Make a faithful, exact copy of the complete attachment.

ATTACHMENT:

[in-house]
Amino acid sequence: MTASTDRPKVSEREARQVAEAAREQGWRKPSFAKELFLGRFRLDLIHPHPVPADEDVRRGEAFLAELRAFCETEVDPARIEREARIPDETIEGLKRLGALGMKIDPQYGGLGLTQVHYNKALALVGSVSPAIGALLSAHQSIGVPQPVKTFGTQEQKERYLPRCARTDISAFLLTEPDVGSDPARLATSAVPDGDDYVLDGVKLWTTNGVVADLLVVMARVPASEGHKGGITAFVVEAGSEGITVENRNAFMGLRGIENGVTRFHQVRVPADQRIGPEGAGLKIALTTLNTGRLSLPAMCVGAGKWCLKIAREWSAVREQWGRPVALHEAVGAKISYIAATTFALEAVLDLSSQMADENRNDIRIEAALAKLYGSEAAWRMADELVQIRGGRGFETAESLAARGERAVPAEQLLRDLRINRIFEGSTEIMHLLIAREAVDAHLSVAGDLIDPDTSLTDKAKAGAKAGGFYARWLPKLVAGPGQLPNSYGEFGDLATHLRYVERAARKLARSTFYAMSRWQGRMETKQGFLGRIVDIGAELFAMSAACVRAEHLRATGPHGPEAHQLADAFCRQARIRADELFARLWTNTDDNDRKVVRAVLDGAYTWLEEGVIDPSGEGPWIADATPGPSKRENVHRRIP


[in-house]
Amino acid sequence: MTASTDRPKVSEREARQVAEAAREQGWRKPSFAKELFLGRFRLDLIHPHPVPADEDVRRGEAFLAELRAFCETEVDPARIEREARIPDETIEGLKRLGALGMKIDPQYGGLGLTQVHYNKALALVGSVSPAIGALLSAHQSIGVPQPVKTFGTQEQKERYLPRCARTDISAFLLTEPDVGSDPARLATSAVPDGDDYVLDGVKLWTTNGVVADLLVVMARVPASEGHKGGITAFVVEAGSEGITVENRNAFMGLRGIENGVTRFHQVRVPADQRIGPEGAGLKIALTTLNTGRLSLPAMCVGAGKWCLKIAREWSAVREQWGRPVALHEAVGAKISYIAATTFALEAVLDLSSQMADENRNDIRIEAALAKLYGSEAAWRMADELVQIRGGRGFETAESLAARGERAVPAEQLLRDLRINRIFEGSTEIMHLLIAREAVDAHLSVAGDLIDPDTSLTDKAKAGAKAGGFYARWLPKLVAGPGQLPNSYGEFGDLATHLRYVERAARKLARSTFYAMSRWQGRMETKQGFLGRIVDIGAELFAMSAACVRAEHLRATGPHGPEAHQLADAFCRQARIRADELFARLWTNTDDNDRKVVRAVLDGAYTWLEEGVIDPSGEGPWIADATPGPSKRENVHRRIP